A Science Club Takes Actionby: Olivia LeDee, Anna Mosser, Tony Gamble, Greg Childs, and Karen Oberhauser

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The after-school science club at Galtier Math, Science, and Technology Elementary Magnet School in St. Paul, Minnesota, learned some valuable lessons when they took newfound knowledge about pollution into their homes. After learning about the effects of various contaminants on health and what informed citizens can do about it, students tested their tap water and soil. As a result, both students and their parents changed behaviors. The experience proved valuable for the educators too, reminding them of the power of integrating science with real-world issues and how effective they can be in guiding children to make more informed decisions about their world.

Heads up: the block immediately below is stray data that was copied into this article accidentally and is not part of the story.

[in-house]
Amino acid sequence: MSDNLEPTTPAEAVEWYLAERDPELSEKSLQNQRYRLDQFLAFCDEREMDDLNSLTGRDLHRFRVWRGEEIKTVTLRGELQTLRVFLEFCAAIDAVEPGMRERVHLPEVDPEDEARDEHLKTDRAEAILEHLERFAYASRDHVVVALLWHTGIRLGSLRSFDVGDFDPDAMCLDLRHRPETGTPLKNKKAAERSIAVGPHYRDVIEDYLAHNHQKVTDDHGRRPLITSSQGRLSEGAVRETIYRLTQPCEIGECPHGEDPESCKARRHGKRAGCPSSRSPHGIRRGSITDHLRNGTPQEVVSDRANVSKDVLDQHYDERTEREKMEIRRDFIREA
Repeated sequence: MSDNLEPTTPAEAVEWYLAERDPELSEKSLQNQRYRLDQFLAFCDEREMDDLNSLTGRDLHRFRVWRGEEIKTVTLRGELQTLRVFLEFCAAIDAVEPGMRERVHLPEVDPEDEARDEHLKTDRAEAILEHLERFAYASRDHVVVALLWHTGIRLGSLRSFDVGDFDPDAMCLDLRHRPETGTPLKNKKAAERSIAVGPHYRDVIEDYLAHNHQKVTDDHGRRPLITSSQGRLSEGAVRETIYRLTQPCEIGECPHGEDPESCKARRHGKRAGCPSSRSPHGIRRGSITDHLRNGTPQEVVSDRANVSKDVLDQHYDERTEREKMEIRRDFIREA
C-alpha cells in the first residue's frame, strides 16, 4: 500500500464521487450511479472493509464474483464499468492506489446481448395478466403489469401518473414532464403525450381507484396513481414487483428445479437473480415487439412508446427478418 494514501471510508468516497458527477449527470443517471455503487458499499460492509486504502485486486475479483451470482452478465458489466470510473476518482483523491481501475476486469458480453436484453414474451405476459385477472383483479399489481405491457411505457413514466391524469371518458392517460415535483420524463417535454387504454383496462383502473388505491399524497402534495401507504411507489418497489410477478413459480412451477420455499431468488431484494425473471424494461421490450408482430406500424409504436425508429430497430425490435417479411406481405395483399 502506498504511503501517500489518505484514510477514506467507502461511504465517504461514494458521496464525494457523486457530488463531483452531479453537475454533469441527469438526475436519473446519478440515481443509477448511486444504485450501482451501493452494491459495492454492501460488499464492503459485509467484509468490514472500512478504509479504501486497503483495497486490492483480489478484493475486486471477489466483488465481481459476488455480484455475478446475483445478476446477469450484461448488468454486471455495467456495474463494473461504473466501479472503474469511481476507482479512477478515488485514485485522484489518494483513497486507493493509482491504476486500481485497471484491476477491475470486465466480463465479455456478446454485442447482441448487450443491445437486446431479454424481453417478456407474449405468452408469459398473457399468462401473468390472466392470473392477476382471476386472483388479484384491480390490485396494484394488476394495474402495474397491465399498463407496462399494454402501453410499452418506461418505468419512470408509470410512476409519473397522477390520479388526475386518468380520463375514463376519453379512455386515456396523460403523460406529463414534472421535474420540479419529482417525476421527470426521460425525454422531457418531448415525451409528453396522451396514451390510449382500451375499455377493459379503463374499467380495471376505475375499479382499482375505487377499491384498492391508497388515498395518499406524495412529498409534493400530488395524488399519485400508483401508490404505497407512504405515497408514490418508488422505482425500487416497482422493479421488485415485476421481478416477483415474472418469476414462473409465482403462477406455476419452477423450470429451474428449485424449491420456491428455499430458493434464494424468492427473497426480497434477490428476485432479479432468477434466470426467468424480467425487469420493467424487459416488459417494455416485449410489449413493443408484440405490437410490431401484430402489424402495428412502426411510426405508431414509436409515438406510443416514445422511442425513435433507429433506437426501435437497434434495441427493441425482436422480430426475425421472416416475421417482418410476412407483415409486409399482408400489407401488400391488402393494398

• Elementary
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  • on Thu Aug 18, 2011 11:30 AM

This article explains how the learning that took place in an after school science club for fourth- through sixth-graders spilled out into the community and created more informed citizens to help protect the environment. Inner city students worked with graduate students and teachers to learn about common environmental contaminants and their effects on humans. Then students examined their own environments by testing tap water and soil samples. One of their findings showed that 67% of the home soil samples were potentially contaminated with lead. As a result of these activities, students gained a new enthusiasm for learning and even went on to present their findings at the National Association of American Environmental Educators. Teachers looking for ways to connect science with home and community will enjoy reading about this program’s success.

Carolyn M  (Buffalo Grove, IL)
Carolyn M (Buffalo Grove, IL)

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